There are exemptions to the work requirements, i.e., caregivers for a relative, students, those in a substance use treatment program, women who are pregnant, and Native American tribe members who receive care from the Indian Health Service. It's difficult to estimate how many people would be affected by these work requirements, as many of the folks who would benefit are working already, just not getting employer health insurance.

The experience of other states suggests that work requirements and premium payments are not cost-effective because they cost more to administer and track than they generate. Eligible people who ARE working may get bumped off because of not meeting the ongoing reporting requirements, and many Medicaid recipients lack easy access to computers and the internet to comply with reporting requirements. Some state work mandates have been rejected by the courts, so it's unclear if that would pass legal muster in NC - but the bill covers that base by stating that if a court blocks the premiums or work requirements, the whole program shuts down.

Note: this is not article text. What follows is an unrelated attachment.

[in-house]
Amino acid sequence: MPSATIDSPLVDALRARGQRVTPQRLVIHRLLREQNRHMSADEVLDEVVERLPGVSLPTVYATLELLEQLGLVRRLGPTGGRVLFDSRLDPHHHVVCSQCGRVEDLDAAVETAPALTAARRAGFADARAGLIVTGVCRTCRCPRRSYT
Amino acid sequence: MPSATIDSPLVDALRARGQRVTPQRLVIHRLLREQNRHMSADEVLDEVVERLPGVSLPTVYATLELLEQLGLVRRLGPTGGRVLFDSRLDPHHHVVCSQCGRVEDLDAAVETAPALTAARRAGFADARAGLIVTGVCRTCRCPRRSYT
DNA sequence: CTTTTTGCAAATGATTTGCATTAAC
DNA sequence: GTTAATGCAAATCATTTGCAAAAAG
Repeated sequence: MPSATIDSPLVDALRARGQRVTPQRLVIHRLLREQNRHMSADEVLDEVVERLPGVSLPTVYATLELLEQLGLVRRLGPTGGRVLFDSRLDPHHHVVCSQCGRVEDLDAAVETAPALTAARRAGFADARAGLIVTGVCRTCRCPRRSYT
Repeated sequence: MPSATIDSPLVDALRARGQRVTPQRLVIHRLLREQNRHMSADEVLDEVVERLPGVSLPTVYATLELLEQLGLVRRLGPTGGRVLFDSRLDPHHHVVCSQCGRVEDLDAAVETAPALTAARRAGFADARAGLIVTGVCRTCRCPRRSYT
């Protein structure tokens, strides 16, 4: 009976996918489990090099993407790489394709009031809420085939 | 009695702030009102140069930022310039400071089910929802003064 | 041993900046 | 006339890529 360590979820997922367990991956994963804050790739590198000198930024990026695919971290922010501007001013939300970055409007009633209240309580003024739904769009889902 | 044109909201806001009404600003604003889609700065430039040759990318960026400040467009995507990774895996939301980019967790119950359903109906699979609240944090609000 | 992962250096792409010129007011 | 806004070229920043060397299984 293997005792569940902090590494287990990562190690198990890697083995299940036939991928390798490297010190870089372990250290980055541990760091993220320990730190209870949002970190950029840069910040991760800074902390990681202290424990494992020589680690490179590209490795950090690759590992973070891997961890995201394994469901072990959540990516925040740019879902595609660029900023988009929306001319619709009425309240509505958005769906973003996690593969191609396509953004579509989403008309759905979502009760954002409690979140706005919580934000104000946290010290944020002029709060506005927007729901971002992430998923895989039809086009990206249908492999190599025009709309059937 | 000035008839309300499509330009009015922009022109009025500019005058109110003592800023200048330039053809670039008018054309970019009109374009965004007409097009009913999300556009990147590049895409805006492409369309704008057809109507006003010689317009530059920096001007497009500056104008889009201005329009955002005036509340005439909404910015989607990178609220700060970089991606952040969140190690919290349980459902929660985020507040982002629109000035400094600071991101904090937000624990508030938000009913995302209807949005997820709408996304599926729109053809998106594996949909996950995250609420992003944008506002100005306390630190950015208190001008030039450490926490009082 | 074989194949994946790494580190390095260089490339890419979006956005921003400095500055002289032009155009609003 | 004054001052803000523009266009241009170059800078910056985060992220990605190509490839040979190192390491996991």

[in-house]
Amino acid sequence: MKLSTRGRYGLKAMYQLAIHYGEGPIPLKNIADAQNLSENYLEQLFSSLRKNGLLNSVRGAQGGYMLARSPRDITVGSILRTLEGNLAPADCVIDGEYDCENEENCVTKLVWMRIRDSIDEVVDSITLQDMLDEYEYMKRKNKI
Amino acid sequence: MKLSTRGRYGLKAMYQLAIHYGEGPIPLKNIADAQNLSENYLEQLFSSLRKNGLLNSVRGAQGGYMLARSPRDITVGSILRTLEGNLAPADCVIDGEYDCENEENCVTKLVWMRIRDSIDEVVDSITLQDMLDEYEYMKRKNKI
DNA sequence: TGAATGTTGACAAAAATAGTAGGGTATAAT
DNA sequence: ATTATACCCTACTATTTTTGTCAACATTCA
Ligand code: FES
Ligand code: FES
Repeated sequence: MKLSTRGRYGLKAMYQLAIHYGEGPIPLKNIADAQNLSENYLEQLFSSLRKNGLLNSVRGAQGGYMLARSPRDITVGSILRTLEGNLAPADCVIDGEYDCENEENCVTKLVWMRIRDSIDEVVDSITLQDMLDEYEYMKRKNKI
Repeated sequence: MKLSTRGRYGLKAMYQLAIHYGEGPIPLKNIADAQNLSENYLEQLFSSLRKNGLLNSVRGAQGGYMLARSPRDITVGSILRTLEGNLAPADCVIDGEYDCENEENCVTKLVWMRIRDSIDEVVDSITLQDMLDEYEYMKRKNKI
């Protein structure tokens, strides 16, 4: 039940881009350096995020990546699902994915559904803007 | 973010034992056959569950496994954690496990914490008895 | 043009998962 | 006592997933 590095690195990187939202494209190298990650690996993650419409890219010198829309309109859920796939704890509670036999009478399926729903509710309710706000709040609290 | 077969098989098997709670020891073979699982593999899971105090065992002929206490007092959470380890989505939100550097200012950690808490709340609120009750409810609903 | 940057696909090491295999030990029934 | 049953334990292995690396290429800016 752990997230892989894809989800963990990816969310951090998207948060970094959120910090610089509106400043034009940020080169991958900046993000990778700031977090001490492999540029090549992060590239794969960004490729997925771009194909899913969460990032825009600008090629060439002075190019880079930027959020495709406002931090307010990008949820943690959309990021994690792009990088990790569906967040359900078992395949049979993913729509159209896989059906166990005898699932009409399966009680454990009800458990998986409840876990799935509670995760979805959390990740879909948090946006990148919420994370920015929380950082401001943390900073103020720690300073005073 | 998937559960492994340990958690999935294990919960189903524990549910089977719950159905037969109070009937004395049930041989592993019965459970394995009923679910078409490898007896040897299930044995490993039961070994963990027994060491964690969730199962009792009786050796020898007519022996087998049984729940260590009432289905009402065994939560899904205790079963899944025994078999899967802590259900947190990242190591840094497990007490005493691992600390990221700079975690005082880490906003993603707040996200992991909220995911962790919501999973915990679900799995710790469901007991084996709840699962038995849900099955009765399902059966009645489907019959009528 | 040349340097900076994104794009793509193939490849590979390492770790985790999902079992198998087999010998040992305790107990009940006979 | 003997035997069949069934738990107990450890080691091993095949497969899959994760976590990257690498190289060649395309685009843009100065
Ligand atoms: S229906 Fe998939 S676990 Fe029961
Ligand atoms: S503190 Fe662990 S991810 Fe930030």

Read more:
NC Policy Watch, Five simple truths about the Medicaid expansion debate
NC Health News, Bill to extend health insurance benefits to low-income workers finally gets started
NC Policy Watch, Medicaid expansion would profoundly improve physical, economic health of rural NC
WRAL, GOP Medicaid plan again advancing in House
N&O (limited free views), GOP Medicaid expansion compromise is back on the table after surprise budget vote.

NC health advocacy groups are not of one mind about this bill. Some see it as a step in the right direction, even with its undesirable elements. They point out that far more people would benefit from access to coverage than the number of people who would be affected by the work and premium requirements. Others remain opposed to the bill in its current form. It's possible (at least in 🦄-land) that there could be additional compromise around those requirements in the next week or two. The bill's sponsors hope it will come up for a full House vote in the next two weeks.